6 found
Sort by:
See also:
Profile: Erika Fisher
  1. Erik Fisher (2011). Editorial Overview. Science and Engineering Ethics 17 (4):607-620.
    Science policy mandates across the industrialized world insinuate more active roles for publics, their earlier participation in policy decisions, and expanded notions of science and technology governance. In response to these policies, engaged scholars in science studies have sought to design and conduct exercises aimed at better attuning science to its public contexts. As demand increases for innovative and potentially democratic forms of public engagement with science and technology, so also do the prospects for insights from science studies to contribute (...)
    Direct download (6 more)  
     
    My bibliography  
     
    Export citation  
  2. Michael Lightner & Erik Fisher (2011). Entering the Social Experiment: A Case for the Informed Consent of Graduate Engineering Students. Social Epistemology 23 (3):283-300.
    Taking up the notion of engineering as social experimentation, this paper argues that engineering research laboratory directors have a responsibility to inform graduate engineering students who participate in their research projects of the potential broader social dimensions of those projects. Informing engineers-in-the-making of the broader social dimensions of the research they are learning to conduct would help ensure their future capacity to act as ethically responsible social experimenters. The paper also argues that graduate engineers have a right to be informed (...)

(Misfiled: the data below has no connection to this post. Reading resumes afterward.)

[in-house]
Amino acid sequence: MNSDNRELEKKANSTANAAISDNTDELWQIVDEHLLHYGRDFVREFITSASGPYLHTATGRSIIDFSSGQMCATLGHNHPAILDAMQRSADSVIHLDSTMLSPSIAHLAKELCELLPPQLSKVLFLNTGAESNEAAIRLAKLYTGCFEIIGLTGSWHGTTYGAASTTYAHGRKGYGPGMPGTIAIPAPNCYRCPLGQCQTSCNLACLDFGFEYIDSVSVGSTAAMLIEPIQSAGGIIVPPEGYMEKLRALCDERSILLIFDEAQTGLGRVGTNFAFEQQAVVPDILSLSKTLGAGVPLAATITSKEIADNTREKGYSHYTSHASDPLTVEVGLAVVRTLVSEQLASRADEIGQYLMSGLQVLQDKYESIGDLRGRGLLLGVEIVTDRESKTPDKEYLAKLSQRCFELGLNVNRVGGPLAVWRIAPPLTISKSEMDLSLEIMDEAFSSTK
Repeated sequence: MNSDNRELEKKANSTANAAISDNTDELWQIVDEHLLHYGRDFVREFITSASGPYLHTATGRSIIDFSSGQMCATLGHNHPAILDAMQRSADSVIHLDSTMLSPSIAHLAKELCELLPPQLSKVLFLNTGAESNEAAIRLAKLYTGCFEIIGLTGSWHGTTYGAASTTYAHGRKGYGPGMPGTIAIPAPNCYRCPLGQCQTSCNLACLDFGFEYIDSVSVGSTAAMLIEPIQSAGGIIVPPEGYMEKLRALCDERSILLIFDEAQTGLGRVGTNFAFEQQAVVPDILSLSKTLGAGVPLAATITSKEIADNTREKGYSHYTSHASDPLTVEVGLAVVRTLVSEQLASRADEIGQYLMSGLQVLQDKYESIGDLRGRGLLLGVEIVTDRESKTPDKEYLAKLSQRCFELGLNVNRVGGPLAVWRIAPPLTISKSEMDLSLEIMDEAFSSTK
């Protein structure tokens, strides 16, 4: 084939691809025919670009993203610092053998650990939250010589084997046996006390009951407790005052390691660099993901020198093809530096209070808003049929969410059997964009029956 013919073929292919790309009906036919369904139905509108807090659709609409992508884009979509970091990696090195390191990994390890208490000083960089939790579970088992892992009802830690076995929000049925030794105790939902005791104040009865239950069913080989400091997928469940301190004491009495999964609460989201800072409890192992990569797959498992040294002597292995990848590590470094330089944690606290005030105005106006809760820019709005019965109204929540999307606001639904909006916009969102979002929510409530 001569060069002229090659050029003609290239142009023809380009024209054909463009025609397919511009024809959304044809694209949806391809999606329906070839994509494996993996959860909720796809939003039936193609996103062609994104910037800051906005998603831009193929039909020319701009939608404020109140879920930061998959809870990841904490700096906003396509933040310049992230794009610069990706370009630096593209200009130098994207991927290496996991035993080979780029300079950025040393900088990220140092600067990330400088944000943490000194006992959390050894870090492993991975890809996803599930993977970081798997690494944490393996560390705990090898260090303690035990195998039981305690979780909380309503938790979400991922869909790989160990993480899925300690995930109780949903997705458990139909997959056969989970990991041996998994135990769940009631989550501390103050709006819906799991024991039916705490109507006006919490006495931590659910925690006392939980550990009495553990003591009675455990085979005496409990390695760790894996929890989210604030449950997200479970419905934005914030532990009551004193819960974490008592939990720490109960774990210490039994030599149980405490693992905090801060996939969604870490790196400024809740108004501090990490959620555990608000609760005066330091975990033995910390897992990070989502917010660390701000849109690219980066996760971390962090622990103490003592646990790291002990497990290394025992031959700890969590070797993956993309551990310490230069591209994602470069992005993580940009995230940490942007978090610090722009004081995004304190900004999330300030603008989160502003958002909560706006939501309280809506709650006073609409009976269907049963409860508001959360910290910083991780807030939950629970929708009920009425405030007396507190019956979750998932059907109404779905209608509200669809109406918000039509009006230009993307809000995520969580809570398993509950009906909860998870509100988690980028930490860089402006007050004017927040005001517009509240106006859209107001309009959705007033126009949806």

Direct download (4 more)  
     
    My bibliography  
     
    Export citation  
  3. Erik Fisher & Michael Lightner (2009). Entering the Social Experiment: A Case for the Informed Consent of Graduate Engineering Students. Social Epistemology 23 (3):283-300.
    No categories
    Direct download (4 more)  
     
    My bibliography  
     
    Export citation  
  4. Erik Fisher (2007). Ethnographic Invention: Probing the Capacity of Laboratory Decisions. [REVIEW] NanoEthics 1 (2):155-165.
    In an attempt to shape the development of nanotechnologies, ethics policy programs promote engagement in the hope of broadening the scope of considerations that scientists and engineers take into account. While enhancing the reflexivity of scientists theoretically implies changes in technoscientific practice, few empirical studies demonstrate such effects. To investigate the real-time effects on engineering research practices, a laboratory engagement study was undertaken to specify the interplay of technical and social considerations during the normal course of research. The study employed (...)
    Direct download (5 more)  
     
    My bibliography  
     
    Export citation  
  5. Erik Fisher (2005). Geo-Logic: Breaking Ground Between Philosophy and the Earth Sciences. Environmental Ethics 27 (1):97-100.
    Direct download (4 more)  
     
    My bibliography  
     
    Export citation  
  6. Erik Fisher, Shep Ryen, Robert Frodeman & Adam Briggle (2004). Prolegomenon to a Future Humanities Policy. Philosophy Today 48 (5):30-37.
    No categories
    Direct download (4 more)  
     
    My bibliography  
     
    Export citation